Phoenix man hasn't missed day of running since 1978

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PHOENIX (3TV/CBS 5) -

Most athletes build rest days into their training programs, where they take a day or two off exercise. But for one Phoenix runner, that is not an option.

"The last day I didn't run was November of 1978," said Craig Davidson. "Tomorrow "I'm celebrating my 39th year of running without missing a day."

Davidson works as a sales associate at Runner's Den in Phoenix. He is also a pacer for the 2:40 group for the 3TV Phoenix 10K & Half Marathon this Sunday.

"The kids I coach at Northwest Christian, they say, 'Coach, my calf is tight, should I run today?' I say, 'Ask yourself, did Coach Davidson run today?'" he said.

What about a cold or the flu?

"Or a broken knee cap, or cracked ribs and torn hamstrings?" Davidson said. "I ran through those."

He is always logging those miles.

"About 50 miles a week," he said.

But, like anyone else, he had to start by putting one foot in front of the other.

"I started running to lose weight in 1977," Davidson said. "The first time I ran, I ran four house lengths before I had to stop."

He's come a long way. He's completed 244 marathons, and if you count ultra-marathons, the number jumps to more than 260.

But this isn't the only thing that makes Davidson unique.

On every run, he picks up cold hard money. 

"As of this morning, I have found $9,860.80 in my running career," Davidson said.

His goal is to hit $10,000 when he reaches his milestone of 40 years without missing a single day of running.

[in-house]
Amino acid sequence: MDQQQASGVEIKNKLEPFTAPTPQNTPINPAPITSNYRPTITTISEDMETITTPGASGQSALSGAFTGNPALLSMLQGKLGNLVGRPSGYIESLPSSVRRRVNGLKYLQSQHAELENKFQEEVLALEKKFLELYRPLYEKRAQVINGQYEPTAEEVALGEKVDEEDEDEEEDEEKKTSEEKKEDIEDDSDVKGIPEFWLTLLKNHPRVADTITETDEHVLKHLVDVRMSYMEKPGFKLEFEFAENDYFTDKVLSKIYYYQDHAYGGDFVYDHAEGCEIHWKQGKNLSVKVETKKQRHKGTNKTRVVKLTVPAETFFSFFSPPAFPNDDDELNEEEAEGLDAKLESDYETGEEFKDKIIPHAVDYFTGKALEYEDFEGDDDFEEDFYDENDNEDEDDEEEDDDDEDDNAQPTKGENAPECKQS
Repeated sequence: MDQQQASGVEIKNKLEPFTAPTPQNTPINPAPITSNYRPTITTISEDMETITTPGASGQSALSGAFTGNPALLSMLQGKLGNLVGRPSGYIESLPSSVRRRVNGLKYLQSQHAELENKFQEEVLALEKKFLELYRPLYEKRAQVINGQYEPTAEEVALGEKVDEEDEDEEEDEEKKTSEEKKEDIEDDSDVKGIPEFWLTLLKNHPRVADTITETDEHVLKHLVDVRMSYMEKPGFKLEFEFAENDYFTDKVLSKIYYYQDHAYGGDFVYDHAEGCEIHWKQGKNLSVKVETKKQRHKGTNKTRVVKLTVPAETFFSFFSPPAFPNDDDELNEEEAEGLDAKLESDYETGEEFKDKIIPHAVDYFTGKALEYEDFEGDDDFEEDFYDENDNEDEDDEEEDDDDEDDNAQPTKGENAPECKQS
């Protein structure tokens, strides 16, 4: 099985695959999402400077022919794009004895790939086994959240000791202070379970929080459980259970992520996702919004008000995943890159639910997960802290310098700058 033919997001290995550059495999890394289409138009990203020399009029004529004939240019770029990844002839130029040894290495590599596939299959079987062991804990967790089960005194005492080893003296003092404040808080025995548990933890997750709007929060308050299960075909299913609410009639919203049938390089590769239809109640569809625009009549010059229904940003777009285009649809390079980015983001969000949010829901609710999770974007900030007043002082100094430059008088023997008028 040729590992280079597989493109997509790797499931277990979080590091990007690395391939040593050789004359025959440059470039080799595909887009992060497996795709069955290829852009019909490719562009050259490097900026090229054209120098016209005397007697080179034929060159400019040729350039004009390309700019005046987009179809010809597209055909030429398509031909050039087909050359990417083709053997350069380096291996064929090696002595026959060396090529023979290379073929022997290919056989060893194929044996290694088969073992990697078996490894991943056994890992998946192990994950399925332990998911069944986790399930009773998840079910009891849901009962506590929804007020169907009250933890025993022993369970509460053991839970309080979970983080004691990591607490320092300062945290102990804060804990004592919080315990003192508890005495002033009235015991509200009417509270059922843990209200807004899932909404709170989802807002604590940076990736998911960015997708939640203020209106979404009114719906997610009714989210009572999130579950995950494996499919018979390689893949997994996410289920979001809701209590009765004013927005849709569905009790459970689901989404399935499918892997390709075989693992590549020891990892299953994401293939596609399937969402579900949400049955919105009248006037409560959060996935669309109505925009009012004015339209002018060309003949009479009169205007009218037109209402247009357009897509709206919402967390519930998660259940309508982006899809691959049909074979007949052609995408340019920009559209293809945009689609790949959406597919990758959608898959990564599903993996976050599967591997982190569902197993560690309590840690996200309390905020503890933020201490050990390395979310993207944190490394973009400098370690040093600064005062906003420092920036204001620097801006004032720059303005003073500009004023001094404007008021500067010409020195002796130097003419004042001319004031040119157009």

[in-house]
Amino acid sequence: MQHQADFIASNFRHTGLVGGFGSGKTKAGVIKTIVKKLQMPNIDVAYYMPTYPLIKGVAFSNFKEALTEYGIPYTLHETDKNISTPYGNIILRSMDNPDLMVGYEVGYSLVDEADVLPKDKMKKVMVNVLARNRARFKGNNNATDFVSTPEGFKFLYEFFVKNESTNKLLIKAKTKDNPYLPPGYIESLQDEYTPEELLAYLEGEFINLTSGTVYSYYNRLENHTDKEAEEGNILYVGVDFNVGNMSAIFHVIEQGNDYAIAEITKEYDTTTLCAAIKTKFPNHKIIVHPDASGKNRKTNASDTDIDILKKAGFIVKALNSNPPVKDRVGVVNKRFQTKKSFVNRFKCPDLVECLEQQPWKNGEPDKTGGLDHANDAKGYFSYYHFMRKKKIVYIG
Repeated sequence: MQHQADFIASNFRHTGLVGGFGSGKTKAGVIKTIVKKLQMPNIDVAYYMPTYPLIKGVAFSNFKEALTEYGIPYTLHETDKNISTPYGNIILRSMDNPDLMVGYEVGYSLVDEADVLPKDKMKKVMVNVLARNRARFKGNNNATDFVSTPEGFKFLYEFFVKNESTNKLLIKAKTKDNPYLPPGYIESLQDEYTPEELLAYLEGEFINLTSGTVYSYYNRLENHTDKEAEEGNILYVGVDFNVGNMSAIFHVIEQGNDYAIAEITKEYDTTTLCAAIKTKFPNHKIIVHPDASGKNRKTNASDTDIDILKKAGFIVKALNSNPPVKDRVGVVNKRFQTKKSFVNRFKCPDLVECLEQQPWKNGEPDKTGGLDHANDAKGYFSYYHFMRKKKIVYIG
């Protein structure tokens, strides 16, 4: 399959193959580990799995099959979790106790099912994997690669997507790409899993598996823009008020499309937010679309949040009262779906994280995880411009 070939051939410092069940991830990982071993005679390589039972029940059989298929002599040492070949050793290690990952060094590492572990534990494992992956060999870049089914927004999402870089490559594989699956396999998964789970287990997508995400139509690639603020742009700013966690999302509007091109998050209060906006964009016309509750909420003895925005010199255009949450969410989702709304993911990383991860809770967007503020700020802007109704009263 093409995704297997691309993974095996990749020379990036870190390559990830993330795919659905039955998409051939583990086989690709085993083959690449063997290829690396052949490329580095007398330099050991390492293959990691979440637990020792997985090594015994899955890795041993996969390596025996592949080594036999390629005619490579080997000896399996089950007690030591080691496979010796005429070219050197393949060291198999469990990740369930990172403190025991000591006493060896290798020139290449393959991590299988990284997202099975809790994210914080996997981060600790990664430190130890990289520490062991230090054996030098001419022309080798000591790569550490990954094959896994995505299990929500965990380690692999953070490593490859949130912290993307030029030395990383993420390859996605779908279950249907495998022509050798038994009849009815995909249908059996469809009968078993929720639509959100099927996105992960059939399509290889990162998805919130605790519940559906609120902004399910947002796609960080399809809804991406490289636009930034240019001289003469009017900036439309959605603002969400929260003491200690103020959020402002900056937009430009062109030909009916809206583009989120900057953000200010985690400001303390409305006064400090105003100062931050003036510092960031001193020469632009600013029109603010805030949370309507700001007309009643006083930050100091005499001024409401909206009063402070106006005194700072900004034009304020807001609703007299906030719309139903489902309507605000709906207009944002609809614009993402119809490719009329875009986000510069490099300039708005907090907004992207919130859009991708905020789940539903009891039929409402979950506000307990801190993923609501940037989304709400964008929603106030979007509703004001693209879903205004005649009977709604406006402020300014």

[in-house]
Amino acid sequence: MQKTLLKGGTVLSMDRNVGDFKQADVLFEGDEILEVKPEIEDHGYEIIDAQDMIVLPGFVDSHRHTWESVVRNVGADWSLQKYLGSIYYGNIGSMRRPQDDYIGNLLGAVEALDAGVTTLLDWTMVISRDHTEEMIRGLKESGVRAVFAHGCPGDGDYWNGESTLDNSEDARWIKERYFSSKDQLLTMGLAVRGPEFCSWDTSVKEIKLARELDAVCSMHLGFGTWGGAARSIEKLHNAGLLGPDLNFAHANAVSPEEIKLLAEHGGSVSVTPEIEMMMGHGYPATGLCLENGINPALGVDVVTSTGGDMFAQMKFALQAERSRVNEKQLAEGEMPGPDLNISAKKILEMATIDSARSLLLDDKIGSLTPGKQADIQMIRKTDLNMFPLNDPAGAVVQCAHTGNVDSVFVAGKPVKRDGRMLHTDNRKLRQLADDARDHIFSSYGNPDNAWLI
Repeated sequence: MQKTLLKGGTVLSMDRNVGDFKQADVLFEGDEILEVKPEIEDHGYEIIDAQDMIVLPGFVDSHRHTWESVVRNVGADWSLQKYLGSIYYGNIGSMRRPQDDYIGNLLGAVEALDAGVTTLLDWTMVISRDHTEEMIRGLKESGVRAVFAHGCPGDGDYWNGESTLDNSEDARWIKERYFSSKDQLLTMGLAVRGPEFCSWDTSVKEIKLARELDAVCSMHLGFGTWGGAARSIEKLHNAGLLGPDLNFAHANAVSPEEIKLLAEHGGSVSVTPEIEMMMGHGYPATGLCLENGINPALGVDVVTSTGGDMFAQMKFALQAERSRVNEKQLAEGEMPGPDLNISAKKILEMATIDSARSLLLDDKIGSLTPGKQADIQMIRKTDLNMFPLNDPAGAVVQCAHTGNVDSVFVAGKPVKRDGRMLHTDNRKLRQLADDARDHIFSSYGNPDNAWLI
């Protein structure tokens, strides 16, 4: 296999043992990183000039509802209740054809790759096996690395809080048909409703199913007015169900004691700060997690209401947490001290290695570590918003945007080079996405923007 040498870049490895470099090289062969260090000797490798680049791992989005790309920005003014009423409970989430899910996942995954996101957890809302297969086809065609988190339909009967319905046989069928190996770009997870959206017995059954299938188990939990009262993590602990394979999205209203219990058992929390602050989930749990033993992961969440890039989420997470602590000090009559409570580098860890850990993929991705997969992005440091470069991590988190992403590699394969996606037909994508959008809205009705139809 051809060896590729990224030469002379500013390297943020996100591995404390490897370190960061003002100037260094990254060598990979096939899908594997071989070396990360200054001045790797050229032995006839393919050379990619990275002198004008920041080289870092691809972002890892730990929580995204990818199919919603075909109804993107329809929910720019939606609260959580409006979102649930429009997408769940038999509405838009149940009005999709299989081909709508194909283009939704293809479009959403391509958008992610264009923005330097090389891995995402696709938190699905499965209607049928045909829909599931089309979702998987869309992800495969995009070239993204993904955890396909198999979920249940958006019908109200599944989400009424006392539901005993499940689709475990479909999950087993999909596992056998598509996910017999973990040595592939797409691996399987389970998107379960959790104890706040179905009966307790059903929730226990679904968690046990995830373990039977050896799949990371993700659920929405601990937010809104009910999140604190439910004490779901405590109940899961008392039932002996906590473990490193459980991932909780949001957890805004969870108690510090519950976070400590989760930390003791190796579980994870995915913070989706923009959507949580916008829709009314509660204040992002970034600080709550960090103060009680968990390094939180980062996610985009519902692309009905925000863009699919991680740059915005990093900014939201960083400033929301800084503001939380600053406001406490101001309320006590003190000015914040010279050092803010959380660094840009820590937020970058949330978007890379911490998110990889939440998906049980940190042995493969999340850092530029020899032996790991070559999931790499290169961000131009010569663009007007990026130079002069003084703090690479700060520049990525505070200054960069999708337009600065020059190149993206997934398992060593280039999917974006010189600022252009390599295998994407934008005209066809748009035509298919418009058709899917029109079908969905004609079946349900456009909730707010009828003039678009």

"As long as I'm enjoying running and running with people, I'm going to keep on as long as I can then," Davidson said.

Lindsey ReiserLindsey Reiser is a Scottsdale native and an award-winning multimedia journalist.

Click to learn more about Lindsey

Lindsey Reiser

Lindsey returned to the Valley in 2010 after covering border and immigration issues in El Paso, TX. While in El Paso she investigated public corruption, uncovered poor business practices, and routinely reported on the violence across the border.

Lindsey feels honored to have several awards under her belt, including a Society of Professional Journalists Mark of Excellence Award, Hearst Journalist Award, and several National Broadcast Education Association Awards.

Lindsey is a graduate of the Walter Cronkite School of Journalism and Mass Communication at Arizona State University, and she currently serves as a mentor to journalism students. She studied for a semester in Alicante, Spain and also earned a degree in Spanish at ASU.

She is proud to serve as a member of United Blood Services’ Community Leadership Council, a volunteer advisory board for the UBS of Arizona.

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